Bryony Bateman, 22, St Neots, is finally learning to feel comfortable in her own skin...

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I’d known that I had psoriasis since I was 16.

It began as a painful, red rash on my tummy.

But only two years later, the sore, itchy patches had spread. They covered parts of my arms, legs and even my face.

The doctor gave me immunosuppressant medication to keep the symptoms at bay, as psoriasis occurs when the immune system attacks healthy skin cells by mistake.

But these drugs came with horrific side effects.

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I was constantly sick, suffered terrible headaches and fatigue, even lost clumps of hair.

I felt awful. But my boyfriend Dean and my mum Fleur were always there for me.

After six months, I just couldn’t cope with the side effects any more. I came off the meds.

But that only meant one thing…the psoriasis was back. By June 2016, I was completely covered.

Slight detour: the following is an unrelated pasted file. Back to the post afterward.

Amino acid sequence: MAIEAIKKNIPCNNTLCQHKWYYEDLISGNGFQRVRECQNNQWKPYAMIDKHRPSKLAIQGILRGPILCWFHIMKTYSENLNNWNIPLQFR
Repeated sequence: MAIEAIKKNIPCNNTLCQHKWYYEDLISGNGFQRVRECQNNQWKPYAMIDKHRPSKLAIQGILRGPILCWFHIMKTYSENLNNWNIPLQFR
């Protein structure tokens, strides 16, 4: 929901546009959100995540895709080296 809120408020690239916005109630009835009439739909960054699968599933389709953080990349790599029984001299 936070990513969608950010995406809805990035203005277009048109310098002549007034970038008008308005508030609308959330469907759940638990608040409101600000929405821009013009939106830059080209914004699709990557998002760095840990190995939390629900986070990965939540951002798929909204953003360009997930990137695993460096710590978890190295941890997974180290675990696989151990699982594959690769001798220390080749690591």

I was constantly bleeding, and the pain was like burning.

The doctor was shocked.

‘Get to A&E right now,’ she ordered.

I’d developed erythrodermic psoriasis, a potentially life-threatening form of the disease that stopped my skin from retaining moisture.

I was given emergency treatment before my skin completely shut down.

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A month later, I was approved for a new drug, known as a biologic.

The results have been amazing. I still get flare-ups, but they are much less severe.

Since my diagnosis I’ve been raising awareness with my Twitter, YouTube and Instagram accounts.

‘People shouldn’t feel ashamed of their skin,’ I told Dean.

Through social media I found a whole community of people living with psoriasis.

One girl who suffered in silence for years only told her friends and family after visiting my pages.

I’m happy even if I’ve helped just one person, but I’ve no doubt that I’ll help many more!

 

Fact file

Psoriasis is an incurable autoimmune condition that causes the body to attack healthy skin cells. This results in red, itchy and painful patches on the surface of the skin. Creams, ultraviolet therapy and oral or injected medications can help. Visit the NHS website for more information and advice.